playing with perfume | speculating on studio spaces | investigating creative processes

Comprised Collaborations – The Art of Establishing Posthumous Connections.

Yesterday Comprised Collaborations – a group exhibition I am part of – opened at Cafe Ollo in Huddersfield Media Centre. The exhibition invited artists to consider the nature of collaboration; it’s bearing on creative processes and consequently, it’s effect on audience perception.

I used the opportunity to develop Speculative Studio Spaces – a project that speculates upon the identity of an artist through a process of fabricating their studio space based on an exhibition piece. Β 13177220_1132497360125289_7695350396001971466_n

The project is multi-faceted, as pitching a highly personal space such as a studio space into the gaze of the public without the artists’ creative control throws up all sorts of implications: From identity, ownership and authorship to a reflective critique of creative processes.Β  Forcing artists to relinquish control of their processes – and the implications thereof – reveals vulnerability, allowing an audience to connect and establish a relationship with them on a more humane, personal level.

However, with Comprised Collaborations, it was I who relinquished part of the creative process – I had no control over my choice of artist, no control over the medium of the piece and no control over any curatorial technicalities. The result is a piece that, for me personally, possesses at once a sense of familiarity and distance. This runs parallel to the nature of collaboration and as such,allows the audience to consider and reflect upon the nature of negotiating and co-operation.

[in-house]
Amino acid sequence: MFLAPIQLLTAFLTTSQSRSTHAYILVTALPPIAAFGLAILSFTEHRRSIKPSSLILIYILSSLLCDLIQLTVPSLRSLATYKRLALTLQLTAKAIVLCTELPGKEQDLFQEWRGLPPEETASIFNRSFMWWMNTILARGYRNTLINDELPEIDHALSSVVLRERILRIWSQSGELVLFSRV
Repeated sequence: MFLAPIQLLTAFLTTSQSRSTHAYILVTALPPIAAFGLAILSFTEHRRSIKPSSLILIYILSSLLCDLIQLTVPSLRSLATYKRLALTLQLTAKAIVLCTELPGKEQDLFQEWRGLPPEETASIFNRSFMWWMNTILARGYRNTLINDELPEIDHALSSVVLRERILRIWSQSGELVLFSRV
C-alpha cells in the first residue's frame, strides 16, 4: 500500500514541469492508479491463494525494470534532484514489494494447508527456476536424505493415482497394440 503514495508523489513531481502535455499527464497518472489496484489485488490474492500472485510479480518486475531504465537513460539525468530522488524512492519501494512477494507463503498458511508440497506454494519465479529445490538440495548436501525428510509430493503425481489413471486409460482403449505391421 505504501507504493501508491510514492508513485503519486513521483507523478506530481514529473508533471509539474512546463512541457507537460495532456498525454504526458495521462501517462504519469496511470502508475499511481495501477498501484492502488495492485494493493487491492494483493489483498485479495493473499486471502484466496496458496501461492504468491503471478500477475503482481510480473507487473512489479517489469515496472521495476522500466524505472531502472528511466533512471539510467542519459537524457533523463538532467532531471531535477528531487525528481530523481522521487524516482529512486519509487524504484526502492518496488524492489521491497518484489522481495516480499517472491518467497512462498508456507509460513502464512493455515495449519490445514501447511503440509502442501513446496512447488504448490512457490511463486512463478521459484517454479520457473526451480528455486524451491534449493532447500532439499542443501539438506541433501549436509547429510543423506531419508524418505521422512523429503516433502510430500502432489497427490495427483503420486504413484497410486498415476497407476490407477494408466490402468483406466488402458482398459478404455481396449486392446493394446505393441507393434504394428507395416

The artist himself – Jim Geddes – is sadly no longer with us, as such, Speculative Studio Spaces becomes primed with new meaning. That is, the implications of collaborating posthumously. In death, does the tone of Speculative Studio Spaces change? Does it celebrate the artist or does it became a powerful tool for re-aligning history? Or does it sit somewhere in between? And what are the implications? These are questions my work in offers an audience when the connotations of collaborating with an artist posthumously are attached.

All in all, Comprised Collaborations has been rewarding as it has allowed me to assess and evaluate Speculative Studio Spaces differently, thus giving richness and texture to the overall project. For an audience, the multi-faceted nature of the project should reveal something to everyone.

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Comprised Collaborations runs from now until 7th September at CafΓ© Ollo, Huddersfield Media Centre.

My next Speculative Studio Spaces exhibition will be at BasementArtsProject from 10th – 20th June.

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